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Table Headers Tabular Layout Trick 7

Table Headers : Tabular Layout Trick

Table Headers : Tabular Layout Trick

Updated 18th March 2020

[Update Start

Thanks to assiduous reader Steven Robert (see the comments) who reached out and pointed out some annoying side effects and  a requirement, now I get to revisit this topic after a while away. As luck would have it, I was working on a similar situation to the one Steven describes, and I had not been timely in updating this post. Thanks to him and here is the updated version of the concept, with explanations.

  1. As the original post mentioned, and Steven pointed out, the selector used in the example is unreliable
  2. Steven proposed a new selector and solved that issue, making it multi-column as well

But the downside is the lack of display when the table is first instantiated. We need something capable of reacting before the think cycle kicks in.

In order to  achieve something like this, our “payload” needs to be part of the table that is displayed automatically. So the obvious candidate in this case is the label extension, since the first column is actually a label anyway. You could extend this concept to include other controls, but  it would require more heavy lifting as you would probably end up, if you were unlucky, building an entire Entity Container. We covered that in the JavaScript Extensions book and it isn’t usually a short effort. Anyway, we have a label so we are cool.

Our label extension has a mount key which fires when the label is displayed. So if the table is displayed, the label code will kick in. So we can be ready as soon as the table is ready. Secondly, we could in theory add several label columns and have custom headers for each of them (you could of course achieve that using non-JavaScript techniques).

Here is the walkthrough based on the previous Project (with the credit cards and visa cards which are derived as a subset of the credit cards).

  1. Add a label in the row in the table and add custom properties. It should display whatever attribute is appropriate.
  2. Generate a standard label extension and edit it a bit.
  3. Add the custom properties to trigger the code when the label is displayed.
  4. Add another label if you want (I ran out of originality but added a second one for demonstration purposes).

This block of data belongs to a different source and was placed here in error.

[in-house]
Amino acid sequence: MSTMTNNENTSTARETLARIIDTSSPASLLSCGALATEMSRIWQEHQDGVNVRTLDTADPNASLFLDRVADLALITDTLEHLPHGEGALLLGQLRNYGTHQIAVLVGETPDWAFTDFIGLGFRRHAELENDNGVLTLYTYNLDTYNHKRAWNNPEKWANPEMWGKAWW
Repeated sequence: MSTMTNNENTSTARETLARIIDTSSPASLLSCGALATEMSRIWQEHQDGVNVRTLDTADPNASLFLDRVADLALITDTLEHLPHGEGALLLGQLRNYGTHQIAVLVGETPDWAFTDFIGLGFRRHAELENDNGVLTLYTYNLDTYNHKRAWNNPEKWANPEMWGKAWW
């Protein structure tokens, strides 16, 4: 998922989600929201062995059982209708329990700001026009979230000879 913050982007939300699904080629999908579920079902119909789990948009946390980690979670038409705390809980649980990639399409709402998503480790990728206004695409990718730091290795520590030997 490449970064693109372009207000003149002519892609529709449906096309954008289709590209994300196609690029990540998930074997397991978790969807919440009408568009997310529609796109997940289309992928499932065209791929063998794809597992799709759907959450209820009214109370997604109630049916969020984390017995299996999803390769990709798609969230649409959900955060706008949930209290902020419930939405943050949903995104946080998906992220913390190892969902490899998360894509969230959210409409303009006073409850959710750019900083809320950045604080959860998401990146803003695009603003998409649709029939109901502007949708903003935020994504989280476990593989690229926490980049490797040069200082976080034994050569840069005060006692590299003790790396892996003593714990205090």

5. Fire it up in the Debugger, and then in the Browser.

I didn’t go all the way to deployment but it looks like it could be elevated into a viable concept. Also, I wasn’t a very good citizen as I didn’t do any checking to avoid my code running every time the label is instantiated – I would most likely check to see if the header already had the text I wanted to avoid setting it again.

And finally, of course if you want the Project Zip just leave a note in the comments!

Here is a walkthrough video. Hope it makes sense!

Update End]

Original Post :

There is always much discussion when users first discover the Interview tab. Let’s be honest – not all of the comments are exactly positive. It all feels a bit, well, basic.

There are a number of things that catch you out at first (and indeed, later). So let’s take a moment to study tabular layouts and a common issue.

For this example I’m going to use the same project (Credit and Visa Cards) as the previous post, since that gives us two entities to work with.

Tabular Layout

Let’s consider that you want to display both entities using tabular layout. You create a Screen and set them both to tabular display. But let’s assume that you want to display the Visa Card with a couple of specifics. You want to include the provider of the credit card. So let’s set that up as a Value List and use an attribute on the Credit Card, and infer it on the Visa Card:

Table Headers Tabular Layout Trick 1So, with that now done, we want to display the Visa Card provider in the Entity Collect (as it is an inferred entity, we cannot use an Entity Collect). But we want to display it as a label as you can see in this screenshot (we added a name to the attribute as you saw in step one so we can reference it in our Screen:

Table Headers Tabular Layout Trick 2Notice how we added a label and used that to display the text of the provider? Using a label ensures three things

  1. It is read-only
  2. If the user is tabbing from input to input, the cursor will not get stuck in that field
  3. It doesn’t look like a read-only input, just a label (which is what we want).